UW's Taran Alvelo looked almost nonchalant as she struck out eight batters to post her first career no-hitter and get UW its first win at NCAA regionals

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No-hitter? No big deal.

In keeping with the “leave no doubt” and “one pitch at a time” mantras the UW softball team has stood by all year, perhaps it’s no surprise that sophomore pitcher Taran Alvelo looked almost nonchalant as she trotted off the field Friday night at Husky Softball Stadium after pitching the first no-hitter of her collegiate career.

Alvelo’s coach, however, gave credit where it was due.

“It’s her first career no-hitter, against a good, scrappy team,” UW coach Heather Tarr said. “Those are tough to do, especially on a big stage like tonight.”

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In UW’s first game of the NCAA Division I softball tournament Seattle Regional against Montana, Alvelo was the picture of composed, efficient calm as she struck out eight batters to lead the Huskies (44-11) to an 8-0 win that was over in five innings thanks to the NCAA run rule.

Alvelo never departed from her steely poker-faced composure. Not even to celebrate her no-hitter.

“We talk about it all the time, one pitch at a time, on to the next pitch,” said Alvelo, a sophomore from Carroll, Ohio. “At the end of the game, that last out, I was like, ‘OK, we can celebrate for a little bit, but let’s focus on what we have to focus on next.”

That would be a date against Michigan on Saturday afternoon (2 p.m.). The Wolverines (42-11) beat Fresno State 3-1 in the first game of the Seattle Regional Friday evening, and UW’s victory over Montana sets up an intriguing matchup that will pit the 6th seeded Huskies against a Wolverines squad that finished the season ranked 18th nationally.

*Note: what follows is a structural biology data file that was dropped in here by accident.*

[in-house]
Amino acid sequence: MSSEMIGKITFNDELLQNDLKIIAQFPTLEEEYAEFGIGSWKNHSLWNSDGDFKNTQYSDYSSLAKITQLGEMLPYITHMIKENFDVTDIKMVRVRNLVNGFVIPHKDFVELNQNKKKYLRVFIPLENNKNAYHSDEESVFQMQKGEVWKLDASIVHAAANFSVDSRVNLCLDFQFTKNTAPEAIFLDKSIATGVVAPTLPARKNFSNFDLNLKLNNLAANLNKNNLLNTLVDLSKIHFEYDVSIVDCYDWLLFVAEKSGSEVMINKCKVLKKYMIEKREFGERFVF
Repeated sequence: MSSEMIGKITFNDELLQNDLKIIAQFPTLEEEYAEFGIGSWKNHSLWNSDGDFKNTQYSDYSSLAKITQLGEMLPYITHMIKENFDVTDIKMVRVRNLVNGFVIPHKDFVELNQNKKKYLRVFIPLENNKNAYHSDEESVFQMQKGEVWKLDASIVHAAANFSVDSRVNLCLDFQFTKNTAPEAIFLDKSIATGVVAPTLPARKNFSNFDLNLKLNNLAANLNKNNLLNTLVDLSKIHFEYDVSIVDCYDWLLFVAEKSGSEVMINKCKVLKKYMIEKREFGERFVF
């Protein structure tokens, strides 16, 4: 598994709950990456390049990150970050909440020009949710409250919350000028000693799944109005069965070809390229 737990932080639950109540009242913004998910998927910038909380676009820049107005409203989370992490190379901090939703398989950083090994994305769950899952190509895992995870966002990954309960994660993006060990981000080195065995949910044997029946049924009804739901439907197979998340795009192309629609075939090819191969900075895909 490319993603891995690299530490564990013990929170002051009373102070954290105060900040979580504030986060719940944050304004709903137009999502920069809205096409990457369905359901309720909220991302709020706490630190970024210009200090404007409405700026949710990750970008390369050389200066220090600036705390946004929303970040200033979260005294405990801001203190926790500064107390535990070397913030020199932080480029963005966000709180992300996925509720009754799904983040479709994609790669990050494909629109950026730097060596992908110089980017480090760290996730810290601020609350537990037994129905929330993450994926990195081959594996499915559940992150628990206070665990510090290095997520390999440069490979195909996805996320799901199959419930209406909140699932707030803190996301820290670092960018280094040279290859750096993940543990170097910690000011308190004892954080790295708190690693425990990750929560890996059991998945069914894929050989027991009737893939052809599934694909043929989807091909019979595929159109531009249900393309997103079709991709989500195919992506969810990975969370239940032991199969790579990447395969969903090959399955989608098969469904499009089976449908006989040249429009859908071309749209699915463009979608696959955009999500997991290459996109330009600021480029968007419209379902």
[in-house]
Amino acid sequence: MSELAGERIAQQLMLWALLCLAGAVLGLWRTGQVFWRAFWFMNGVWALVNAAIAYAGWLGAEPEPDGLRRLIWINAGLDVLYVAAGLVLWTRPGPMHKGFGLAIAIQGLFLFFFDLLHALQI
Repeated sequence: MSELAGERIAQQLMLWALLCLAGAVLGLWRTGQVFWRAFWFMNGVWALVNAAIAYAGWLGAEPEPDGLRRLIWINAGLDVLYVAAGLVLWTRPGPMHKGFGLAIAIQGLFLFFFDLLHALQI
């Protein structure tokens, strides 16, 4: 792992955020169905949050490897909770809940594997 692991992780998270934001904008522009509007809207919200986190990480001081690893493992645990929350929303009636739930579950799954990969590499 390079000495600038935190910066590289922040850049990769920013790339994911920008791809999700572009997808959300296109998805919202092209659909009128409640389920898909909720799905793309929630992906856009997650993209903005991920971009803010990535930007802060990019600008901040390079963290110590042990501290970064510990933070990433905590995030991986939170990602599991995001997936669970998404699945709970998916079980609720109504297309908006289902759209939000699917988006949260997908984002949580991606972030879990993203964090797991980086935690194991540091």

Making their first-ever appearance in the NCAA tournament, the upstart Grizzlies (35-23) held UW scoreless through two innings, but they were no match for Alvelo, the Huskies’ stellar defense, and their seemingly limitless arsenal of weapons on offense.

“I’m proud of Taran and the defense for having a solid outing. They had a pretty decent day today,” Tarr said. “It was a little bit of a close game there for a while. Their pitcher was holding it down for them and Taran was holding it down for us. I thought it was a matter of time before we broke things open.”

Montana couldn’t touch Alvelo all night, and the Grizzlies ultimately unraveled in a nightmarish third inning that saw UW go through 12 at-bats to take a commanding 8-0 lead.

All-American shortstop Ali Aguilar got things started for the Huskies at the plate in the bottom of the third with a booming line drive down the left field line. Three Husky batters and a single from Casey Stangel later, Aguilar scored on an RBI double by catcher Morganne Flores, who sent the ball soaring into deep left field.

The sudden show of life from the UW offense seemed to unnerve Grizzlies starting pitcher Michaela Hood, and UW’s Taylor Van Zee took full advantage of the situation, smashing a two-RBI double into a glaring hole in left-centerfield that allowed Stangel and Flores to score.

With UW up 3-0, the Grizzlies pulled Hood, their freshman pitcher, and brought in sophomore Colleen Driscoll. That didn’t work either. Driscoll gave up five hits and four runs and UW held a daunting 8-0 lead before Maddy Stensby finally retired the Huskies’ side.

“I didn’t expect us to score eight runs in one inning, but if any team is capable of that, this team is,” Tarr said.

Van Zee, Sis Bates and Kelly Burdick finished as UW’s leading hitters, with two RBIs apiece, and Van Zee had the only triple of the game.

“This team has a lot of energy. It was just a matter of time, making adjustments, giving each other encouragement and information about our last at-bats,” Van Zee said. “We’re pretty resilient. So just taking it pitch by pitch allowed us to finally break it open tonight. It was good.”